I was excited to see that most of the roses in my new Miniature Garden survived the winter in good shape. (This is a new garden, planted last summer, so this was the first winter in the ground for these roses.) A few were damaged significantly, but they have come back and are growing strongly now. There was one rose in particular that I was surprised to see doing so well, because it looked pretty weak when I planted it ... coming back with vigorous growth and lots of buds. When the buds opened, they were not the pale pink I was expecting, but dark red.
Rootstock. The pale pink rose portion of this plant that I bought and carefully nurtured had died, and it was replaced by sprouts of the below-ground rootstock portion of this grafted rose.
This rose is called 'Dr. Huey', a once-blooming rose introduced in 1920 and named for a good friend of the hybridizer. It was a revolutionary color at the time, and it is now valued less as a garden rose and more as a rootstock onto which other roses are grafted. Because of this use, it is probably the most popular rose in America ... as escaped rootstock suckers have overtaken the grafted variety in millions of roses throughout the country, and 'Dr. Huey' is everywhere in bloom at this time of year.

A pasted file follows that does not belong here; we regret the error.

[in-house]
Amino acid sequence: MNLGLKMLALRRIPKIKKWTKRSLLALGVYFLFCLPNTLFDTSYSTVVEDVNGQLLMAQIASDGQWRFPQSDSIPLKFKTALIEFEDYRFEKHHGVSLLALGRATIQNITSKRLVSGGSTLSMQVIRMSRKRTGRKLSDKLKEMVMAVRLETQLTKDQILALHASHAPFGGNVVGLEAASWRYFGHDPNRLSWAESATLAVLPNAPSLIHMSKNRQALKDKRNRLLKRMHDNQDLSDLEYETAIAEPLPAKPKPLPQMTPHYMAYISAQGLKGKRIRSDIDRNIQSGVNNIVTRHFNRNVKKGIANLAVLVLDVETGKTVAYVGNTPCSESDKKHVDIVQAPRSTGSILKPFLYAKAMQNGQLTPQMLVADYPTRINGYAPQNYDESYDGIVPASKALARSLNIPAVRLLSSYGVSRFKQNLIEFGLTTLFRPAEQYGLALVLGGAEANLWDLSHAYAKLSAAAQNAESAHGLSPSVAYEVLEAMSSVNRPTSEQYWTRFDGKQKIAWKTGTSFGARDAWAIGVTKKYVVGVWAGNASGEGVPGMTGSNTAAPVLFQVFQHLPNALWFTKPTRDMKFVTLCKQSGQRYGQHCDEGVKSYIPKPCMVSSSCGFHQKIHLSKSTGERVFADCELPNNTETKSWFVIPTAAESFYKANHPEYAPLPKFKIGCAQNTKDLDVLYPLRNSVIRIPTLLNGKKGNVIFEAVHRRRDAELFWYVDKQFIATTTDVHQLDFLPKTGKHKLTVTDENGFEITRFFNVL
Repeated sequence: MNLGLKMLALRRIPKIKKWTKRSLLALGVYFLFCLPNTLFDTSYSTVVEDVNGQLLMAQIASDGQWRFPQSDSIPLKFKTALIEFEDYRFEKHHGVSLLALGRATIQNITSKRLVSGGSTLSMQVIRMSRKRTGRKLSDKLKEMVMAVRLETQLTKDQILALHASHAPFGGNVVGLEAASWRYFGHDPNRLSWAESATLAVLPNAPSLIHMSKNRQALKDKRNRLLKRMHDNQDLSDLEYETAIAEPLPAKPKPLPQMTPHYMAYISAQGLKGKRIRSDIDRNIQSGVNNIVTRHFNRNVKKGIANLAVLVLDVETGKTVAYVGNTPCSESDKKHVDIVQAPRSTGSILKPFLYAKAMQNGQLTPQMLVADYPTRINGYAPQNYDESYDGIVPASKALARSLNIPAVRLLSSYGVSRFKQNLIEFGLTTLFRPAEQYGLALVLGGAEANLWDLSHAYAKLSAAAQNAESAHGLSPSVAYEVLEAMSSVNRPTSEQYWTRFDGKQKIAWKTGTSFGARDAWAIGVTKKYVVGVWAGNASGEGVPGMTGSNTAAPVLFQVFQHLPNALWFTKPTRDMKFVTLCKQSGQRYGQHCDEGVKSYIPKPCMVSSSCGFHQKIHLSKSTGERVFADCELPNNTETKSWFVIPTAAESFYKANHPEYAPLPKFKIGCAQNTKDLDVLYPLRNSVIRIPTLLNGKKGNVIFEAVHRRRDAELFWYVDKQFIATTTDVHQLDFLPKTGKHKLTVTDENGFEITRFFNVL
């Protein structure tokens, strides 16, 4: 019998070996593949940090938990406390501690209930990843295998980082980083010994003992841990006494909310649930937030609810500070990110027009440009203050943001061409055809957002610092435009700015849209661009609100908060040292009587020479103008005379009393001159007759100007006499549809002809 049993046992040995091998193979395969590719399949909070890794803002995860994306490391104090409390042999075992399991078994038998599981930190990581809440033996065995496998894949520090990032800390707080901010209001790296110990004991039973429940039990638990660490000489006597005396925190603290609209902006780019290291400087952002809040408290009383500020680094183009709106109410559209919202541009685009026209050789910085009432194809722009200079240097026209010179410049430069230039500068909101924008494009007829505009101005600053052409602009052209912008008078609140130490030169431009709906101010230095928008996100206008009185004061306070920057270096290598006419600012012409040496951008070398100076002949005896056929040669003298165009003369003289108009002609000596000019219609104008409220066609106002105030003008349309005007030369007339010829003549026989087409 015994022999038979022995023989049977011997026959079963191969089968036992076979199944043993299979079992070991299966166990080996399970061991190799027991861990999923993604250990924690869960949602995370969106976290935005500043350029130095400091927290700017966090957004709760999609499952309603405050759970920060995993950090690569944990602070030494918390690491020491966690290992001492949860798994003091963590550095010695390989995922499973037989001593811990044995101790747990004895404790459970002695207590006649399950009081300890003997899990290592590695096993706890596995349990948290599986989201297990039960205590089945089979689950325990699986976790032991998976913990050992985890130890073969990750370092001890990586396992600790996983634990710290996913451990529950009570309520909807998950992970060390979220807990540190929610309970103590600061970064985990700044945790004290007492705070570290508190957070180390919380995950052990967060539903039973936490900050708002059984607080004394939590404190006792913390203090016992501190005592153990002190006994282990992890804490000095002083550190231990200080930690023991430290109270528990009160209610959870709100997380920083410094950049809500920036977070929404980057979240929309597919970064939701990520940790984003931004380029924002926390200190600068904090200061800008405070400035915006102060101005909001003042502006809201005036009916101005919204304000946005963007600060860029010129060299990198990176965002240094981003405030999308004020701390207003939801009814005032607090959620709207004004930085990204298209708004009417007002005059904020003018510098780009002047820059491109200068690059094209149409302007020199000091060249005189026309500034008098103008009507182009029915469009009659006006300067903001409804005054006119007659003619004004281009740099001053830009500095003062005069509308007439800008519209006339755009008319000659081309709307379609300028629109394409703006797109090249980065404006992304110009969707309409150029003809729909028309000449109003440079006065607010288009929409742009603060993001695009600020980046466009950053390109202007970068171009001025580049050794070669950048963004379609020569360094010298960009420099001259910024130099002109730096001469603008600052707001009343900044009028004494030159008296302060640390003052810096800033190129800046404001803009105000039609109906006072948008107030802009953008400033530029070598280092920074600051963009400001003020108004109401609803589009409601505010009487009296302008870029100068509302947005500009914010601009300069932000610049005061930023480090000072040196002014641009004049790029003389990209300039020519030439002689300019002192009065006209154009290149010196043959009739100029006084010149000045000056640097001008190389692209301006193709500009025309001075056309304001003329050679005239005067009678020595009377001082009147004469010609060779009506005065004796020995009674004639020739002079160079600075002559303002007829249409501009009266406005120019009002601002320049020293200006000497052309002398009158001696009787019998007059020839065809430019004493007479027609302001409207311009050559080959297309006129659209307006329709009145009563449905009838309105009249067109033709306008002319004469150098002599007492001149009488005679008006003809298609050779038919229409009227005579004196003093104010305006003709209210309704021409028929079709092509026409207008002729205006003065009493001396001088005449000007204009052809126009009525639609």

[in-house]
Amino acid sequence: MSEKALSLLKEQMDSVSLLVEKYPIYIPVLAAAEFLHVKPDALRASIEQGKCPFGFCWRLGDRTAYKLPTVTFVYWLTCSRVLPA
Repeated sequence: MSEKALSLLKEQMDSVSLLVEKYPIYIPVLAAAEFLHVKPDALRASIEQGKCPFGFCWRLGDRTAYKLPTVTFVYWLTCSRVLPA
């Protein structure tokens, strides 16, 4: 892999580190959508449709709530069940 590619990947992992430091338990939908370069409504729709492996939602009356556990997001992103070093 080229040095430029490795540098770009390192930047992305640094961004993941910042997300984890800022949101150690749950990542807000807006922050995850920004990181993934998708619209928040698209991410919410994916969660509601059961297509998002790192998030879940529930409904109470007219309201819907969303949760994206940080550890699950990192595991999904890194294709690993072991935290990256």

I briefly thought about leaving 'Dr. Huey' in this spot in the garden, but I changed my mind. This rose is horribly susceptible to blackspot, and it's a climber that would be growing in a space that was chosen for a Hybrid Tea or Shrub rose when I designed the garden. Yesterday morning, I dug up 'Dr. Huey' and replaced him with 'Birdie Blye'. Since 'Dr. Huey' was growing and flowering so well, I didn't have the heart to trash it. Instead, I did this:
Later in the afternoon, I saw a lady in a small grey sedan, with a little dog riding shotgun, stop and load 'Dr. Huey' into the back seat of her car.
I didn't want The Good Doctor to live here, but I'm glad to know that he has a new home ... a home with a dog person, no less. Makes me smile.
1 hour ago